"By decreasing the time wasted while you wait for a first fix, we are increasing the enjoyment that Nokia Maps provides," says Ralph Eric Kunz, vice-president, multimedia experiences, Nokia.
This service has the ability to reduce the time a connected mobile device with built in GPS needs to find its current position, known as time to first fix (TTFF) for most geographical locations worldwide. “The service operates in tandem with a technical framework that allows third parties, such as service providers, to provide their own regional A-GPS services, making fix times even faster in certain areas- to the benefit of their subscribers” said Nokia.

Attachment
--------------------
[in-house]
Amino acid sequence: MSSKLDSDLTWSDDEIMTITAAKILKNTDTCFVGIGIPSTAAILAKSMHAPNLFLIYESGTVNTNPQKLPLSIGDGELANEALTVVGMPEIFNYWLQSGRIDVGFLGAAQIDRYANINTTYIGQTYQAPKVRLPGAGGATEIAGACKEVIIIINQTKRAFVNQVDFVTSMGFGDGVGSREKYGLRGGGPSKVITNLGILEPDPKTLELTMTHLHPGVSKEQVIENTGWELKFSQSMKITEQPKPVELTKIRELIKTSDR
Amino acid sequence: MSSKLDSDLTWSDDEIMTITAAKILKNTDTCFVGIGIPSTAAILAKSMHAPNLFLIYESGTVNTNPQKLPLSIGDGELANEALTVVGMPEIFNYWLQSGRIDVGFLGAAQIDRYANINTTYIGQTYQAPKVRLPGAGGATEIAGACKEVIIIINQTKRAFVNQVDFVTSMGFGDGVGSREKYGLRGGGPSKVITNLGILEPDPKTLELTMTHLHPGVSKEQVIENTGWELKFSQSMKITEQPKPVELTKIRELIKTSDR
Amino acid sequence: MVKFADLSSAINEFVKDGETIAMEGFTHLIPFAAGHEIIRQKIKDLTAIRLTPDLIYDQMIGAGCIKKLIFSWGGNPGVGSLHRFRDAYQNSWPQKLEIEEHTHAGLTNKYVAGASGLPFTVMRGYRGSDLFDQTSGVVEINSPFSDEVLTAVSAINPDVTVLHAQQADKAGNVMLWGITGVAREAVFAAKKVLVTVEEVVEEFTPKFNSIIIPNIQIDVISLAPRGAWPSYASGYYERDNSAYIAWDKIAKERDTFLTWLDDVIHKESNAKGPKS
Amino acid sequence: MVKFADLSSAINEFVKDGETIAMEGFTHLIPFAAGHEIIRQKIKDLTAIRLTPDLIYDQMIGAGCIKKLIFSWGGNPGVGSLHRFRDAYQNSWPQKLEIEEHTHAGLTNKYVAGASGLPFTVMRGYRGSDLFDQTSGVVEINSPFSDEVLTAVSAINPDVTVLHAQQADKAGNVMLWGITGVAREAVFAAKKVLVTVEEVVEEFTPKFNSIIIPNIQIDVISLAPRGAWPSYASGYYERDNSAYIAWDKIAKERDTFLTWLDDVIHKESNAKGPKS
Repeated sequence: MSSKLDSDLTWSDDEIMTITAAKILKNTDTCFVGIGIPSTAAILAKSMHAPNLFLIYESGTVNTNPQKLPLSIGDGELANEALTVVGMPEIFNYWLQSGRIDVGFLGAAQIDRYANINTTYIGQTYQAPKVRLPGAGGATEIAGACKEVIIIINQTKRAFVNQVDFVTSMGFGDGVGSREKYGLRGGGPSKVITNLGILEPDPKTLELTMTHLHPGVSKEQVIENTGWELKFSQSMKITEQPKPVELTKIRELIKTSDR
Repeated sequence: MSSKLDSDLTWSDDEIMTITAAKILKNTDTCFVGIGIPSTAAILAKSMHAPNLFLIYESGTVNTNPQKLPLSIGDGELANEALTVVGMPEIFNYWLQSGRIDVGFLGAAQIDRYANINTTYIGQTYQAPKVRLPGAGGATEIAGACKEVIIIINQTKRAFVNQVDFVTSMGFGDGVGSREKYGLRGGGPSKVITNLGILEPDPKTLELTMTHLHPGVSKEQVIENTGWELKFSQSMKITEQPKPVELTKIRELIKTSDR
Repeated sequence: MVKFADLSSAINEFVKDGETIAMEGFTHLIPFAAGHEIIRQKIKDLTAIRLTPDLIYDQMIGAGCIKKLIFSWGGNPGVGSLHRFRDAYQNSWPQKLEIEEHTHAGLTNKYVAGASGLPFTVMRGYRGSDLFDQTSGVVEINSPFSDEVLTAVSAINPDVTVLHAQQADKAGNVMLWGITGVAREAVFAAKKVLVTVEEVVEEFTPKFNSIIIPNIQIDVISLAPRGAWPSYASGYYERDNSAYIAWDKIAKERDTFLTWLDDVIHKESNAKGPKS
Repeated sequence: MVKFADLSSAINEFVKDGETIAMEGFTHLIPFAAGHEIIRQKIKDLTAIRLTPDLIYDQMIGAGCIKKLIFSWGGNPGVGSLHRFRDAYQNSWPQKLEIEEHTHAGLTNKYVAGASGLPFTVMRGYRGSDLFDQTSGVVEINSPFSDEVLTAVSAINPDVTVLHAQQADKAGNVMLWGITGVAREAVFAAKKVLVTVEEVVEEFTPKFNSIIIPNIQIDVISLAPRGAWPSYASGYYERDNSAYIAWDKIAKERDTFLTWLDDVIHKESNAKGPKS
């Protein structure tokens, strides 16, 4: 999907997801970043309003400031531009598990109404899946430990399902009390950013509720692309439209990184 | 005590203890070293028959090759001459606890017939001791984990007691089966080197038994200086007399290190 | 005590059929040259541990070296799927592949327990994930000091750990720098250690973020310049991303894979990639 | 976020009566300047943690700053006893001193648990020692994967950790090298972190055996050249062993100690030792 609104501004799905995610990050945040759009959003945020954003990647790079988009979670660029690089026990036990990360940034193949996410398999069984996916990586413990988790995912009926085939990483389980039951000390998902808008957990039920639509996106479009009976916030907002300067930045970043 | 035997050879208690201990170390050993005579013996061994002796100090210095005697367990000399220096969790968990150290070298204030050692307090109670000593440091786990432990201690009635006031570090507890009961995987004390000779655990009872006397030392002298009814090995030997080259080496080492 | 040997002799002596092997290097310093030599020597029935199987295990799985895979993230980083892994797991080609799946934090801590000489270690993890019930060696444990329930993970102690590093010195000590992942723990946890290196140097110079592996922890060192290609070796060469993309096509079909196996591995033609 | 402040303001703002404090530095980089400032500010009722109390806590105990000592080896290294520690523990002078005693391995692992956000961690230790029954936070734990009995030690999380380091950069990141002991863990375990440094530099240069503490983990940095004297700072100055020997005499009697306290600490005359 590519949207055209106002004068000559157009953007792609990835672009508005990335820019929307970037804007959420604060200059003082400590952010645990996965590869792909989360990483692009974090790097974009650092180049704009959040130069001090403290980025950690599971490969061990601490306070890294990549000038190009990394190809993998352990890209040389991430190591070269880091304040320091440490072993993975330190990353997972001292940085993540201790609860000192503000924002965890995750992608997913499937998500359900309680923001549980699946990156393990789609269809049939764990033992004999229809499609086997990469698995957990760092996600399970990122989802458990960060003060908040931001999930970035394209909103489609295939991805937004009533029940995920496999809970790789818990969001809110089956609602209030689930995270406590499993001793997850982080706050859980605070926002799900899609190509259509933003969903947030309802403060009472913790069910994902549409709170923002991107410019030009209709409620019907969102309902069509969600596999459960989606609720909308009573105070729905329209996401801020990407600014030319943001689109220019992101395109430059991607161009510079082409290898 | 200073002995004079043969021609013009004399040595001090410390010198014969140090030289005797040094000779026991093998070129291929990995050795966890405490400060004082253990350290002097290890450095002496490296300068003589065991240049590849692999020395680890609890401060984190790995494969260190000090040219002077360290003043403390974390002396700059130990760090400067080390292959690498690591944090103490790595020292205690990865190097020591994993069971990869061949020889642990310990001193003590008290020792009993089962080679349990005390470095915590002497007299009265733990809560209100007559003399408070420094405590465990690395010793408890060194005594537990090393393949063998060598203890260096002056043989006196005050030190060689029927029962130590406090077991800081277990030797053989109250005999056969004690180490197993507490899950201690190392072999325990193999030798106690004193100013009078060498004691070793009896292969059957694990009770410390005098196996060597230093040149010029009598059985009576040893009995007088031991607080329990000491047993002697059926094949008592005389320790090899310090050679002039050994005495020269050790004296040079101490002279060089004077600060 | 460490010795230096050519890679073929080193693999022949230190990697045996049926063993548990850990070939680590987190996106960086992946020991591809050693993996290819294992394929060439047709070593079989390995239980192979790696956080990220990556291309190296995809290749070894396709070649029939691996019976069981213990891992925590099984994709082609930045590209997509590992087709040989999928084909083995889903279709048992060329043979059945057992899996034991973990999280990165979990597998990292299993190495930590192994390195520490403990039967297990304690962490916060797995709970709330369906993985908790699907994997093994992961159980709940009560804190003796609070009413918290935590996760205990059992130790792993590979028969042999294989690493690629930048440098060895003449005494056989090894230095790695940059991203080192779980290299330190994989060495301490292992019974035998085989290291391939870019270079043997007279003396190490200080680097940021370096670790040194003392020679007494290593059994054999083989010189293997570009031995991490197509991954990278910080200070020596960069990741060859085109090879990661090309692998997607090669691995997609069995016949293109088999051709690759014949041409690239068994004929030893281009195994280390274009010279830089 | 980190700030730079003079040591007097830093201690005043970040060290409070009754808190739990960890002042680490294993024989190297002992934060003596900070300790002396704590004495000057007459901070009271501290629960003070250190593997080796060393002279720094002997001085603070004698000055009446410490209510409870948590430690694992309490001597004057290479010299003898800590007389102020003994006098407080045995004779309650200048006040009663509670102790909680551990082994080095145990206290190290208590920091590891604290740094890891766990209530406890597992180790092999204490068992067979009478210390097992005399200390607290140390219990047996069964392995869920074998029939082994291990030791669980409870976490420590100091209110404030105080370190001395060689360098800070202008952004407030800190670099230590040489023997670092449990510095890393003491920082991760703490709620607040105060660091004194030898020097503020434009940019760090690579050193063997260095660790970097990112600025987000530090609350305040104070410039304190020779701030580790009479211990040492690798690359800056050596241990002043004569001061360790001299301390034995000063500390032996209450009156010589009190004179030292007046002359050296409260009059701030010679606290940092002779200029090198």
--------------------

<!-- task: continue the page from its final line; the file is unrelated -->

A-GPS or A-GPS?
This assisted GPS service is different from the A-GPS deployed by some wireless operators (US CDMA operators for example). Indeed the Nokia A-GPS consists in downloading from the internet the latest information about the position of the satellite in the sky instead of waiting from the satellite to transmit this information to the GPS receiver, which may often take 30 seconds or more. But in addition to this method, the “A-GPS” deployed by wireless operators is using the network (cell-ID technology) to get an approximate location of the handset, improving drastically the time to first fix as well as indoor positioning.
While A-GPS is new to Nokia, most of the other vendors of smartphones with built in GPS are offering A-GPS today. HP was probably the first one with the HP iPAQ hw6500 launched in October 2005 powered by a Global Locate chipset and its hosted A-GPS service.